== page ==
Always School's Fault.

Discussion in 'General Education' started by Emily Bronte, Mar 8, 2009.

  1. Emily Bronte

    Emily Bronte Groupie

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    Mar 8, 2009

    I am having trouble sleeping, and if I don't get this off my chest, I probably will not sleep at all. I overheard partof a conversation my aunts were having today at family gathering. One was commenting on Autism and how it seems to be the "new" ADHD with all the increase in diagnoses. Then another aunt says to me, "Don't you think that there are some teachers out there who just need to know/ learn how to deal with a kid that doesn't sit still? I then said, Schools don't diagnose kids with autism, doctors do. I then said that the DSM IV mannual expanded its "definition" of autism, which is one possible reason for the increase. I did not comment on ADHD, but isn't ADHD something that needs to be seen in different settings? And, for sure, a kid isn't just autistic at school. My aunt could tell I was angry and the subject moved on to something else. I get really sick and tired of people complaining...always schools fault...teacher just needs to learn to deal with it. It just made me mad....really mad....Thanks for letting me vent....
     
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  3. Arky

    Arky Comrade

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    I understand exactly how you feel. If it is not the school's fault it is the teacher's fault. I am so tired also of being blamed for everything. I recently found out two of my parents thought I was crazy because I was going from chapter 1 to chapter 8 in the same week in math. I explained it was our pacing guide that I had to follow. I could go on with many other blames that are put on the teacher or the school, but we would be here all day.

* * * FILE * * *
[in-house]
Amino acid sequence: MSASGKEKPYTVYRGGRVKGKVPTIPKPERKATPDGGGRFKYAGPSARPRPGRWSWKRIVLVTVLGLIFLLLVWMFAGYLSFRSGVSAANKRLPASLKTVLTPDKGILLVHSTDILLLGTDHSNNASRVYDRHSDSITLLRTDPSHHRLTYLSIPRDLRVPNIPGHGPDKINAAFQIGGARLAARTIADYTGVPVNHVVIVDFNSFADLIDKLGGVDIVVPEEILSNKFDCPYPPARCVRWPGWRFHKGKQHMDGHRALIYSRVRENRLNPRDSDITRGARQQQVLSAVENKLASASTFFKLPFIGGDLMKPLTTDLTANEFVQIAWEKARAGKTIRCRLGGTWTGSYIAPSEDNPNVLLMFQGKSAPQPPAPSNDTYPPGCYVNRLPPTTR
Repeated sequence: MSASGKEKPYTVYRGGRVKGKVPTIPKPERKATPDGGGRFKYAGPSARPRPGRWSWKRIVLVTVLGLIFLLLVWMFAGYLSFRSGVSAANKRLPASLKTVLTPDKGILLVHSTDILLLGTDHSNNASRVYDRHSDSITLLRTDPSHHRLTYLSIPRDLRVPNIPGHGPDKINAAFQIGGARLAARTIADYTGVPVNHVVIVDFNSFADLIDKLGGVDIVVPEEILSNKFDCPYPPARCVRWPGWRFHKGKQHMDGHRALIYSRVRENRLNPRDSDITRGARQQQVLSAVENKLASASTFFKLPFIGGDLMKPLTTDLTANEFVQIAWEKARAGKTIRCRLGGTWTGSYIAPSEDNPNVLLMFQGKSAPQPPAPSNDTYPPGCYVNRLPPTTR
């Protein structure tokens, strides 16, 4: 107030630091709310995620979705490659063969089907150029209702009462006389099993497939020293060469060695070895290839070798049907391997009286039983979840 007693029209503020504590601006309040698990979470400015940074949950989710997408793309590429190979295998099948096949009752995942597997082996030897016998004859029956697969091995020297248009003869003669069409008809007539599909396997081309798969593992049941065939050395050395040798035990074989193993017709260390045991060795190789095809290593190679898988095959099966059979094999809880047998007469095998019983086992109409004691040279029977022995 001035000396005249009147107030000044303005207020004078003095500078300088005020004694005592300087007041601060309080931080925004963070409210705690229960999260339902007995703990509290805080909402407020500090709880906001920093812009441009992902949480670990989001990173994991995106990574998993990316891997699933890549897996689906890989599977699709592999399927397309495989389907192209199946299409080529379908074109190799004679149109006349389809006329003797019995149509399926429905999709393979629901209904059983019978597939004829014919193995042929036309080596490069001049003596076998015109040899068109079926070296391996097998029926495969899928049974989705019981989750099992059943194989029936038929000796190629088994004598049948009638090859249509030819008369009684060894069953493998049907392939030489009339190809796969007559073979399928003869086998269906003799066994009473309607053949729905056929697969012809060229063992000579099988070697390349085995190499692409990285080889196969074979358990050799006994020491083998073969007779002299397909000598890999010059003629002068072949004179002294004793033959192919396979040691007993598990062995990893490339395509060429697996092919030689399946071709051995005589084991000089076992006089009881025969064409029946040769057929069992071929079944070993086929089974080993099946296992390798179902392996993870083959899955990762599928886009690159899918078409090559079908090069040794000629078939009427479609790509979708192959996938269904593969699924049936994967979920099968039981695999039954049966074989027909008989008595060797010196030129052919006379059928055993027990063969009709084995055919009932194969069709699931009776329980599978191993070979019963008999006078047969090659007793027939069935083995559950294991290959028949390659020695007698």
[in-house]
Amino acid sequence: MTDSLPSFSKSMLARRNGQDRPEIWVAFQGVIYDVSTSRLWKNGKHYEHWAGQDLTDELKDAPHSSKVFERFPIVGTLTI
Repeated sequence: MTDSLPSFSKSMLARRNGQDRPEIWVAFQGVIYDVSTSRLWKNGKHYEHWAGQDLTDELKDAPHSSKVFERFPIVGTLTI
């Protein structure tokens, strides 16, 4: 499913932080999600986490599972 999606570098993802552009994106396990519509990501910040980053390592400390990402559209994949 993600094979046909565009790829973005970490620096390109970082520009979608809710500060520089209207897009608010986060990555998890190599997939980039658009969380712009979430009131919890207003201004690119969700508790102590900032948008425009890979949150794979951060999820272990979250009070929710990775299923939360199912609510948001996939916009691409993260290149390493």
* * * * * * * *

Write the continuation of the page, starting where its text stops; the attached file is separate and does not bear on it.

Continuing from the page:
4. Superteacher81

    Superteacher81 Comrade

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    Mar 8, 2009

    It's always the school's fault or teacher's fault because parents don't want to look at themselves and accept whats going on with their own children :whistle: :rolleyes:
     
  5. Missy

    Missy Aficionado

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    Wouldn't you love to make up a set of State Standards that parents had to follow? I think I would start with "Feed and clothe your child every day" and go from there!
     
  6. swansong1

    swansong1 Virtuoso

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    Mar 8, 2009

    I've learned to consider the source when comments like that are thrown around.
     
  7. blazer

    blazer Connoisseur

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    Mar 8, 2009

    Not only is it always the school's/teacher's fault it is also the school's/teacher's job to fix everything. Examples are fighting obesity, teaching citizenship, teaching financial planning, teaching good manners. All things that used to be the job of parents.
     
  8. teachertexas

    teachertexas Rookie

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    Mar 8, 2009

    Just yesterday I overheard someone in a store talking about schools and teachers in my district.

    She actually said to her friend, "Those teachers don't teach anything because all they are worried about is the __(State Test)__. His teachers last year all failed him by one point."

    I wanted to say that teachers don't give grades, students earn them so her son must have earned 69 in every subject -- what are the chances?